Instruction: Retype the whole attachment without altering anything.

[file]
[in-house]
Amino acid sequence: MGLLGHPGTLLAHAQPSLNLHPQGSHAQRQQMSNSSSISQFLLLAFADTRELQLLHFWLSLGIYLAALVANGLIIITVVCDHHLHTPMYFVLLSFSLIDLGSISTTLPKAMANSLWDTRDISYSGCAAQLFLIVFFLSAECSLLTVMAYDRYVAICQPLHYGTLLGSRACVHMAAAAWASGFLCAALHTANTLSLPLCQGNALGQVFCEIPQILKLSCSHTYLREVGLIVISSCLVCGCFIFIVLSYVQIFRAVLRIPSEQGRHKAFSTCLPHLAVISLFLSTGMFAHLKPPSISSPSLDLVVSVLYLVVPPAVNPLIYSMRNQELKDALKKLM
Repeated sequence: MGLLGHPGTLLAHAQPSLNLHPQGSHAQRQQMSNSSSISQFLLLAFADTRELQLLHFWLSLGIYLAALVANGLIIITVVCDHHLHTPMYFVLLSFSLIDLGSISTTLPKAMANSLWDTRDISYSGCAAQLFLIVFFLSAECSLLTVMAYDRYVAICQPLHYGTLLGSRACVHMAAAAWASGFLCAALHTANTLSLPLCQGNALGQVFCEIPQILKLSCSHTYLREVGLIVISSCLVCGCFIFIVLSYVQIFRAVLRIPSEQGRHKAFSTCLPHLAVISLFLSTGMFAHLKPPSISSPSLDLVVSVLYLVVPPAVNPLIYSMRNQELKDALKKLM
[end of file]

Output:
[in-house]
Amino acid sequence: MGLLGHPGTLLAHAQPSLNLHPQGSHAQRQQMSNSSSISQFLLLAFADTRELQLLHFWLSLGIYLAALVANGLIIITVVCDHHLHTPMYFVLLSFSLIDLGSISTTLPKAMANSLWDTRDISYSGCAAQLFLIVFFLSAECSLLTVMAYDRYVAICQPLHYGTLLGSRACVHMAAAAWASGFLCAALHTANTLSLPLCQGNALGQVFCEIPQILKLSCSHTYLREVGLIVISSCLVCGCFIFIVLSYVQIFRAVLRIPSEQGRHKAFSTCLPHLAVISLFLSTGMFAHLKPPSISSPSLDLVVSVLYLVVPPAVNPLIYSMRNQELKDALKKLM
Repeated sequence: MGLLGHPGTLLAHAQPSLNLHPQGSHAQRQQMSNSSSISQFLLLAFADTRELQLLHFWLSLGIYLAALVANGLIIITVVCDHHLHTPMYFVLLSFSLIDLGSISTTLPKAMANSLWDTRDISYSGCAAQLFLIVFFLSAECSLLTVMAYDRYVAICQPLHYGTLLGSRACVHMAAAAWASGFLCAALHTANTLSLPLCQGNALGQVFCEIPQILKLSCSHTYLREVGLIVISSCLVCGCFIFIVLSYVQIFRAVLRIPSEQGRHKAFSTCLPHLAVISLFLSTGMFAHLKPPSISSPSLDLVVSVLYLVVPPAVNPLIYSMRNQELKDALKKLM